“About 12 million people will get a lift in their credit scores next month as the national credit reporting agencies wipe from their records two major sources of negative information about borrowers: tax liens and civil judgments,” The New York Times reports.
“The change stems from a lengthy crusade by consumer advocates and government officials to force the credit bureaus to improve the accuracy of their reports, which are often speckled with errors and outdated information,” the report adds. “Those mistakes can limit borrowers’ access to credit cards, auto loans and mortgages, or saddle them with higher borrowing costs.”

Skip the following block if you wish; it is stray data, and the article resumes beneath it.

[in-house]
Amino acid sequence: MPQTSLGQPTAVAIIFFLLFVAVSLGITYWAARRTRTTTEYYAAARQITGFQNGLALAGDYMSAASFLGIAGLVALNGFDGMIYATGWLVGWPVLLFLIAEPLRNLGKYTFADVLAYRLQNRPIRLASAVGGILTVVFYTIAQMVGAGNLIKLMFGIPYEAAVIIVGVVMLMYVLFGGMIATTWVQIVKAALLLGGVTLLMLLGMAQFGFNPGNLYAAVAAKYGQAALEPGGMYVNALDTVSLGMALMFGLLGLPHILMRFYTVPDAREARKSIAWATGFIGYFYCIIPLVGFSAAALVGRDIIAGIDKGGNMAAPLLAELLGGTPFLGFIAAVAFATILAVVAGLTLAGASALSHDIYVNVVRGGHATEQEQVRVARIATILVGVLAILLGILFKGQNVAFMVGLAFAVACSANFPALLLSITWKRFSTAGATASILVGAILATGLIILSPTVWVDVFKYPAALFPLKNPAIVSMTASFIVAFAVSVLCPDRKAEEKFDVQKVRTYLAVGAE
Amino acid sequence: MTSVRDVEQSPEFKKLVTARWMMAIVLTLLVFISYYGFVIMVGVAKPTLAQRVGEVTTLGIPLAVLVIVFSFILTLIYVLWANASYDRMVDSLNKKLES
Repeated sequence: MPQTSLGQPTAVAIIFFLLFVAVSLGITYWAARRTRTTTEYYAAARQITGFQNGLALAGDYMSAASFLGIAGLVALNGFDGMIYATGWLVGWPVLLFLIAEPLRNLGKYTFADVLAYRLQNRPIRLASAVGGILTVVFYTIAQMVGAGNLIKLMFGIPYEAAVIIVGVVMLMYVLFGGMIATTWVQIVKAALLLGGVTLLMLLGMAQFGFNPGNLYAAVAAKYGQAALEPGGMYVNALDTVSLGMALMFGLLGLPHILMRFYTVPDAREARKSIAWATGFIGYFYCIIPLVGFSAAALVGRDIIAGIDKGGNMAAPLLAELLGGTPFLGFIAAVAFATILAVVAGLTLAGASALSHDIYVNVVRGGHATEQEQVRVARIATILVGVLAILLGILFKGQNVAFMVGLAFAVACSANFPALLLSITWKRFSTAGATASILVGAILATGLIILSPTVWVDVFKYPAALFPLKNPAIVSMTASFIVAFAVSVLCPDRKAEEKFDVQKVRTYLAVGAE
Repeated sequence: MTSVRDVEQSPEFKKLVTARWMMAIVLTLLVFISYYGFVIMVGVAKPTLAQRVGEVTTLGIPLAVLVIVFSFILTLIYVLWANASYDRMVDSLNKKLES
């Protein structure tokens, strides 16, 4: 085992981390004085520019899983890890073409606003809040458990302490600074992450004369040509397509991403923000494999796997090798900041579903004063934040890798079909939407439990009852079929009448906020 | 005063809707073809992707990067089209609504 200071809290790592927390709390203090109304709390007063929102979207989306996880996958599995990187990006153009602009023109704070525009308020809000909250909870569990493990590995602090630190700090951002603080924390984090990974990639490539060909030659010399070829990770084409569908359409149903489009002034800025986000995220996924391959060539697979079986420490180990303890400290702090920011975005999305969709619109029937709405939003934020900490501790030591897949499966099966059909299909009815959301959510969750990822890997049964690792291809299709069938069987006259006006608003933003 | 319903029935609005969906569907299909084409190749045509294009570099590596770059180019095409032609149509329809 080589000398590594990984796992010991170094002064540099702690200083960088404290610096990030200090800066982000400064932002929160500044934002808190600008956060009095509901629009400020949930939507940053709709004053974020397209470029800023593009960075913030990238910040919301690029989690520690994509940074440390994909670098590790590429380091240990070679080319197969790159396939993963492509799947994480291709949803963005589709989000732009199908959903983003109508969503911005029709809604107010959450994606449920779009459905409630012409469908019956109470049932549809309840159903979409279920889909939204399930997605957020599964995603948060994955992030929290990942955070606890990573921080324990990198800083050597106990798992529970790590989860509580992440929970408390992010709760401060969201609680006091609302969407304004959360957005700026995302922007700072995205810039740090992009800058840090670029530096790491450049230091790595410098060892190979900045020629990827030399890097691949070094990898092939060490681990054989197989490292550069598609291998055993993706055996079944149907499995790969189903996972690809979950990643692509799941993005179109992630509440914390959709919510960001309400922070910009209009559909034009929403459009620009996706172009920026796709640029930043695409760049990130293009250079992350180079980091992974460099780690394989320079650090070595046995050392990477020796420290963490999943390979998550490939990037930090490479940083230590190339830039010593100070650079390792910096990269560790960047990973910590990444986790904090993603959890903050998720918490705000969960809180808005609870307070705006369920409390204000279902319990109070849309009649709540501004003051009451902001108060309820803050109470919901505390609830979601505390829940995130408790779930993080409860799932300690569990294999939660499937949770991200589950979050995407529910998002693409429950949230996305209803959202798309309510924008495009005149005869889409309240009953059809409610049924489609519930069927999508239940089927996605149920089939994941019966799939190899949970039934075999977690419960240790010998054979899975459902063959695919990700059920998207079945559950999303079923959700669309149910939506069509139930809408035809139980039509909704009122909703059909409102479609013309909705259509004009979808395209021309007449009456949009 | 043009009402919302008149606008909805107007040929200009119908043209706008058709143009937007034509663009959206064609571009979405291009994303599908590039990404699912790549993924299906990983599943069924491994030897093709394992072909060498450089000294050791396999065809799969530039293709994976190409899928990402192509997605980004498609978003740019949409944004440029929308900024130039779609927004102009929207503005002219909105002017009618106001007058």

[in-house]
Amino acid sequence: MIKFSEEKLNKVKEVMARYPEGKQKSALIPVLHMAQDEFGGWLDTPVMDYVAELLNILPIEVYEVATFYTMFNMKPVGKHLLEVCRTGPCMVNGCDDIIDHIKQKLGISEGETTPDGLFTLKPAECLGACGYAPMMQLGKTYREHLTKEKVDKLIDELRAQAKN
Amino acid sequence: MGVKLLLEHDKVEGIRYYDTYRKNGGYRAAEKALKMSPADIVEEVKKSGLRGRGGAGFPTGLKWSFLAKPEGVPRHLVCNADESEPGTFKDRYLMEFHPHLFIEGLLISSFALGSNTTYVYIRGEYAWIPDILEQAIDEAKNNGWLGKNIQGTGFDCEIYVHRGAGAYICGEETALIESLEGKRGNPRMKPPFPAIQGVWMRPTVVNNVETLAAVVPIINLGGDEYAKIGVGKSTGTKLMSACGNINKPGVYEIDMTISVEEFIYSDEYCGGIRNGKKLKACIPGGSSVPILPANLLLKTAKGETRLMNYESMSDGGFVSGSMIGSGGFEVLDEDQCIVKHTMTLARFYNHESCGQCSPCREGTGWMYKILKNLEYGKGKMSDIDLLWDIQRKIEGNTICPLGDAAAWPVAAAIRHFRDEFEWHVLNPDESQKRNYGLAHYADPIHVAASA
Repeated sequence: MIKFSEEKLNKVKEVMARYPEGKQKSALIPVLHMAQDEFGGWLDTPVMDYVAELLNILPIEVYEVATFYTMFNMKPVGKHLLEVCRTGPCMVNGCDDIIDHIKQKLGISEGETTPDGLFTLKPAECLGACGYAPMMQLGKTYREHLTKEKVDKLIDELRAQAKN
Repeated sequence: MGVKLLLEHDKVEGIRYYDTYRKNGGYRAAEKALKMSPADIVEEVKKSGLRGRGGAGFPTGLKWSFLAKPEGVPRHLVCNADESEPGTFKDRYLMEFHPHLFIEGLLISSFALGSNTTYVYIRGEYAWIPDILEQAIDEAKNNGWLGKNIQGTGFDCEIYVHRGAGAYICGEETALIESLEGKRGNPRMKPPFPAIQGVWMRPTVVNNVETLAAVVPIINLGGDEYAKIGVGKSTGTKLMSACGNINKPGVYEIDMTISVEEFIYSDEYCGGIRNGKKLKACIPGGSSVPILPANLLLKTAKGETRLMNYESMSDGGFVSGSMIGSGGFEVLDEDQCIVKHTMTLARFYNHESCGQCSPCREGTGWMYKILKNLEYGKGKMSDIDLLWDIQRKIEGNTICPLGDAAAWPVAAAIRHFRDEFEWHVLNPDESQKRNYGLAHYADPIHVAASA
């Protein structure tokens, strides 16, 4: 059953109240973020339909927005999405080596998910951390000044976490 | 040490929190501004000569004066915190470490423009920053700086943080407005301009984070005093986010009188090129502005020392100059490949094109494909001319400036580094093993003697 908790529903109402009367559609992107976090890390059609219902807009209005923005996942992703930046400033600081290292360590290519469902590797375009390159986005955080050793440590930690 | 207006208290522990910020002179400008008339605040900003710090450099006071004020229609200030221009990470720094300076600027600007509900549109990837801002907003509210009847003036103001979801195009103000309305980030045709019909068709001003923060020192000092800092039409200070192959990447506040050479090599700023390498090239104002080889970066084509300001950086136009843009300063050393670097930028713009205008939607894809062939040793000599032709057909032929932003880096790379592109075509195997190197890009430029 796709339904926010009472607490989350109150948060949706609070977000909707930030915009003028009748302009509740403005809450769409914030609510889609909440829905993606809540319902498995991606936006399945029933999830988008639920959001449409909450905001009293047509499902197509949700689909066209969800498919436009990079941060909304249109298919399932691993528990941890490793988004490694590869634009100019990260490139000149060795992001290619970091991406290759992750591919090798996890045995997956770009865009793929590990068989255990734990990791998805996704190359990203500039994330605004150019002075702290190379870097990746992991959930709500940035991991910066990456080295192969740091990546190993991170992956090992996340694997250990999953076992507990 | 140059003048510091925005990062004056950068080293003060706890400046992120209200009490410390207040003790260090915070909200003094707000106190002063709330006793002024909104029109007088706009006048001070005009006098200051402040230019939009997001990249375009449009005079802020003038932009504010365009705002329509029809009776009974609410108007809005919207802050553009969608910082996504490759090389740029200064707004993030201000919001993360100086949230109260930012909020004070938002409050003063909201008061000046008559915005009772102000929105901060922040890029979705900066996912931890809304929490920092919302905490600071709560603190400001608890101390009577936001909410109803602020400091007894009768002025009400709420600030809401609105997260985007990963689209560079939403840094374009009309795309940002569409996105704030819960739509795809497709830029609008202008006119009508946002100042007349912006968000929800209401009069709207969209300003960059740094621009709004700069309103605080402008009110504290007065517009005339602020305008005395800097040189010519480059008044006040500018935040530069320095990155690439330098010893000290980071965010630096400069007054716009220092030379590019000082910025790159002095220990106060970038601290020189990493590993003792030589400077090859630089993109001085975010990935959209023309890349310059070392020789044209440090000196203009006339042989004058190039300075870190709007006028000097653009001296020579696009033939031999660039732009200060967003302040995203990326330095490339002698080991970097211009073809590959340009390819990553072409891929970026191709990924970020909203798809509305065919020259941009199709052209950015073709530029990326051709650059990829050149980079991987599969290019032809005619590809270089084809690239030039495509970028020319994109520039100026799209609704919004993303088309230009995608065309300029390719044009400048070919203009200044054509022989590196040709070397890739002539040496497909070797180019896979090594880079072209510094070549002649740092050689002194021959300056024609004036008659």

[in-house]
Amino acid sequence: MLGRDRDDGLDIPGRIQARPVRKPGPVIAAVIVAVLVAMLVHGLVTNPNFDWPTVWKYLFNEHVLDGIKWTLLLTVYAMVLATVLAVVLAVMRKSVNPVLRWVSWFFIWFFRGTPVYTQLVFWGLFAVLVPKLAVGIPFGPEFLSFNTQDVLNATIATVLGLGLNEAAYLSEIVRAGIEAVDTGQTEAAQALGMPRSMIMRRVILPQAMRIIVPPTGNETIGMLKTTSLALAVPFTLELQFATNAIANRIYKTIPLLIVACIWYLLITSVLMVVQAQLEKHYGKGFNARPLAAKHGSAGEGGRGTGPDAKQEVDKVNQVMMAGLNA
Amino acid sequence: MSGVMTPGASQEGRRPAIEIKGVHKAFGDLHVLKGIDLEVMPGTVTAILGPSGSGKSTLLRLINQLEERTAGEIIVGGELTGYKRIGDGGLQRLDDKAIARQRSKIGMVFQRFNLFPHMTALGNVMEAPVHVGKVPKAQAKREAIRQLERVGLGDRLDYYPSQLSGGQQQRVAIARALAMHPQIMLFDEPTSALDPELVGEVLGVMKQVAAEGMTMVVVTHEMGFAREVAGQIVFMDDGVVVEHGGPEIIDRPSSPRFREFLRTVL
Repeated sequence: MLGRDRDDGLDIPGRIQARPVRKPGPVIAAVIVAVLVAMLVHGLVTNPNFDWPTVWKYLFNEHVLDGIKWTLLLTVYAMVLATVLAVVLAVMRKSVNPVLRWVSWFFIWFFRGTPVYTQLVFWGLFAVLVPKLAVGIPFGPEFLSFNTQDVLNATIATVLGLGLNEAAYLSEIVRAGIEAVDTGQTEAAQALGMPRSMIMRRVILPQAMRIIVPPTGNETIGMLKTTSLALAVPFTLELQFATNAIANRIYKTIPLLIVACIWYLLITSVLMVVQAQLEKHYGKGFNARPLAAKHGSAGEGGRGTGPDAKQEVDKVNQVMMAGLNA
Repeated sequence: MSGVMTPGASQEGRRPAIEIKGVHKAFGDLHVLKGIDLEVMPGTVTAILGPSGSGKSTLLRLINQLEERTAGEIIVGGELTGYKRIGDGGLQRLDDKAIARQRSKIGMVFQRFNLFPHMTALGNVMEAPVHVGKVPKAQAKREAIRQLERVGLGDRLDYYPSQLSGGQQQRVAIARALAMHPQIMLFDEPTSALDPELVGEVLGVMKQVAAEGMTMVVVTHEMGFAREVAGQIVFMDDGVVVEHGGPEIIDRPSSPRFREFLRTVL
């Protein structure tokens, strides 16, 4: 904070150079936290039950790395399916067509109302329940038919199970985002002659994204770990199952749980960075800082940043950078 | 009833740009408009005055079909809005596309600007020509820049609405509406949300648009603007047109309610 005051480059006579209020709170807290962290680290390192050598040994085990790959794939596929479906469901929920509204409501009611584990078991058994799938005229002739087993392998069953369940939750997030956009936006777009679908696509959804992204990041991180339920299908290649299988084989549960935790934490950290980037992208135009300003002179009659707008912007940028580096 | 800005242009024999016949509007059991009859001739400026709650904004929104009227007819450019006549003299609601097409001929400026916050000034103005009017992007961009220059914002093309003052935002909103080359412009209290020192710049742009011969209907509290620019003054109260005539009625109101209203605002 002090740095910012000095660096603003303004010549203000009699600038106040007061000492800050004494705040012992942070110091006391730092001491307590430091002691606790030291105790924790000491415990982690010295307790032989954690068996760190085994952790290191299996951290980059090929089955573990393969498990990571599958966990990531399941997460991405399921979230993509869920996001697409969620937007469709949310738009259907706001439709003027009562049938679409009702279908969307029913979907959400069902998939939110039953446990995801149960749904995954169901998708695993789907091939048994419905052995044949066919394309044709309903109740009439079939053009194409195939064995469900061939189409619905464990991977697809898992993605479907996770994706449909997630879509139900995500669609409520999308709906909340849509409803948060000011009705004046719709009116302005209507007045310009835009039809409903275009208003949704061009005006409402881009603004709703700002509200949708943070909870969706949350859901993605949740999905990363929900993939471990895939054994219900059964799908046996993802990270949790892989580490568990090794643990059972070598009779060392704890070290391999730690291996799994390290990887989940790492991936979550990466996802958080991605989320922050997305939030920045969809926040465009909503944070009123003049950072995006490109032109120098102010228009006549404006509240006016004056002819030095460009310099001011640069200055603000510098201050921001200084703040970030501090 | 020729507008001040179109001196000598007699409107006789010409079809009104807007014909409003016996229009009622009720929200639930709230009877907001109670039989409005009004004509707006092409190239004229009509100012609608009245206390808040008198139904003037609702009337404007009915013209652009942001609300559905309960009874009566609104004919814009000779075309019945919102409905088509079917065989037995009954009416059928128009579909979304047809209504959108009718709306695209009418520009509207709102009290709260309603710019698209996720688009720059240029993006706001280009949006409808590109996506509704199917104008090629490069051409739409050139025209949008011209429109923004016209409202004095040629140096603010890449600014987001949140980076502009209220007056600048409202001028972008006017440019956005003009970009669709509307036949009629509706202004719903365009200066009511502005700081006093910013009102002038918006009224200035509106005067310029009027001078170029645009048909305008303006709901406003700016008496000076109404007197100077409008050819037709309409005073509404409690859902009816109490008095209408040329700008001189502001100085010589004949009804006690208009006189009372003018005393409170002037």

The Times adds: “Starting July 1, the three major credit reporting companies — Equifax, Experian and TransUnion — will enforce stricter rules on the public records they collect, requiring each citation to include the subject’s name, address and either their Social Security number or date of birth. Nearly all civil judgments and at least half of the nation’s tax lien records do not meet the new standards, and will be eliminated from consumer credit reports.”